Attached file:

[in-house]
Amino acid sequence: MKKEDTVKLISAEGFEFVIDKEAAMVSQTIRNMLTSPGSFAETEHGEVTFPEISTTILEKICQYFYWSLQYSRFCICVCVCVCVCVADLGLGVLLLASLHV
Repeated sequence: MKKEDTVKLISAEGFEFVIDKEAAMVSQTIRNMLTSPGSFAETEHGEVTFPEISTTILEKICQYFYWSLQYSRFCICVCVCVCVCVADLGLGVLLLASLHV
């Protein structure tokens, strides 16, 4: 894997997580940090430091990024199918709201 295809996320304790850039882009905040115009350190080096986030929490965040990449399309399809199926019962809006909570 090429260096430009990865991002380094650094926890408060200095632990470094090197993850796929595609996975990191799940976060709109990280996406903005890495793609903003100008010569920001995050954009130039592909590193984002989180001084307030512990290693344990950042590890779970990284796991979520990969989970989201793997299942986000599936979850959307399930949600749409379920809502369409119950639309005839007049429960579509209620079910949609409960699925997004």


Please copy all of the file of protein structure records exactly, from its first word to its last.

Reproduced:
[in-house]
Amino acid sequence: MKKEDTVKLISAEGFEFVIDKEAAMVSQTIRNMLTSPGSFAETEHGEVTFPEISTTILEKICQYFYWSLQYSRFCICVCVCVCVCVADLGLGVLLLASLHV
Repeated sequence: MKKEDTVKLISAEGFEFVIDKEAAMVSQTIRNMLTSPGSFAETEHGEVTFPEISTTILEKICQYFYWSLQYSRFCICVCVCVCVCVADLGLGVLLLASLHV
């Protein structure tokens, strides 16, 4: 894997997580940090430091990024199918709201 295809996320304790850039882009905040115009350190080096986030929490965040990449399309399809199926019962809006909570 090429260096430009990865991002380094650094926890408060200095632990470094090197993850796929595609996975990191799940976060709109990280996406903005890495793609903003100008010569920001995050954009130039592909590193984002989180001084307030512990290693344990950042590890779970990284796991979520990969989970989201793997299942986000599936979850959307399930949600749409379920809502369409119950639309005839007049429960579509209620079910949609409960699925997004």